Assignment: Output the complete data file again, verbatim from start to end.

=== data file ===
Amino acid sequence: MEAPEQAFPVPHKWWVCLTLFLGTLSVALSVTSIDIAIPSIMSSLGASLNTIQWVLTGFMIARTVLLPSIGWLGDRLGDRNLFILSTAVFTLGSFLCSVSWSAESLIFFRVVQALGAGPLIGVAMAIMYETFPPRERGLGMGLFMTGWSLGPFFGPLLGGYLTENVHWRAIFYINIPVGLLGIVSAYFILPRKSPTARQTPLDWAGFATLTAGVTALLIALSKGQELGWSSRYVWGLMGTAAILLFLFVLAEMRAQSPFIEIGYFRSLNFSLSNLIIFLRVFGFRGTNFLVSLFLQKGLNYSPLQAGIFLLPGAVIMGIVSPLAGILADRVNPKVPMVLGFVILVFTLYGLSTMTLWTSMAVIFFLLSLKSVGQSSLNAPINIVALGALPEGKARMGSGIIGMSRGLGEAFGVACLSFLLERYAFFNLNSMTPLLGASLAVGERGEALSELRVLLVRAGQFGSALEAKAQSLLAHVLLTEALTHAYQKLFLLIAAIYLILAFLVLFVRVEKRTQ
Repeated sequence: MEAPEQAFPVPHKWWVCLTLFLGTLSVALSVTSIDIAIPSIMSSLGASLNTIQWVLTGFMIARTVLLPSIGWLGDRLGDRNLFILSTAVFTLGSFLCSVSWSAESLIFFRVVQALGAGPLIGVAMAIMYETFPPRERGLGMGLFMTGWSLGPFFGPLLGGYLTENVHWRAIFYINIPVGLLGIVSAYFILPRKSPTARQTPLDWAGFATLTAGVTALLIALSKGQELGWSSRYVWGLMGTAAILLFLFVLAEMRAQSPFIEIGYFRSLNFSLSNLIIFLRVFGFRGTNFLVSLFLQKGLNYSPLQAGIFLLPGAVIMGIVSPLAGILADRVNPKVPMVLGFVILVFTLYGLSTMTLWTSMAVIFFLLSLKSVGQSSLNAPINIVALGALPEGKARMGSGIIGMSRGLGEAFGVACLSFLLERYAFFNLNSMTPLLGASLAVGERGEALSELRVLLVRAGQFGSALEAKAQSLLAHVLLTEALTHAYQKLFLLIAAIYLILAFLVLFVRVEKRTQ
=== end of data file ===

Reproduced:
Amino acid sequence: MEAPEQAFPVPHKWWVCLTLFLGTLSVALSVTSIDIAIPSIMSSLGASLNTIQWVLTGFMIARTVLLPSIGWLGDRLGDRNLFILSTAVFTLGSFLCSVSWSAESLIFFRVVQALGAGPLIGVAMAIMYETFPPRERGLGMGLFMTGWSLGPFFGPLLGGYLTENVHWRAIFYINIPVGLLGIVSAYFILPRKSPTARQTPLDWAGFATLTAGVTALLIALSKGQELGWSSRYVWGLMGTAAILLFLFVLAEMRAQSPFIEIGYFRSLNFSLSNLIIFLRVFGFRGTNFLVSLFLQKGLNYSPLQAGIFLLPGAVIMGIVSPLAGILADRVNPKVPMVLGFVILVFTLYGLSTMTLWTSMAVIFFLLSLKSVGQSSLNAPINIVALGALPEGKARMGSGIIGMSRGLGEAFGVACLSFLLERYAFFNLNSMTPLLGASLAVGERGEALSELRVLLVRAGQFGSALEAKAQSLLAHVLLTEALTHAYQKLFLLIAAIYLILAFLVLFVRVEKRTQ
Repeated sequence: MEAPEQAFPVPHKWWVCLTLFLGTLSVALSVTSIDIAIPSIMSSLGASLNTIQWVLTGFMIARTVLLPSIGWLGDRLGDRNLFILSTAVFTLGSFLCSVSWSAESLIFFRVVQALGAGPLIGVAMAIMYETFPPRERGLGMGLFMTGWSLGPFFGPLLGGYLTENVHWRAIFYINIPVGLLGIVSAYFILPRKSPTARQTPLDWAGFATLTAGVTALLIALSKGQELGWSSRYVWGLMGTAAILLFLFVLAEMRAQSPFIEIGYFRSLNFSLSNLIIFLRVFGFRGTNFLVSLFLQKGLNYSPLQAGIFLLPGAVIMGIVSPLAGILADRVNPKVPMVLGFVILVFTLYGLSTMTLWTSMAVIFFLLSLKSVGQSSLNAPINIVALGALPEGKARMGSGIIGMSRGLGEAFGVACLSFLLERYAFFNLNSMTPLLGASLAVGERGEALSELRVLLVRAGQFGSALEAKAQSLLAHVLLTEALTHAYQKLFLLIAAIYLILAFLVLFVRVEKRTQ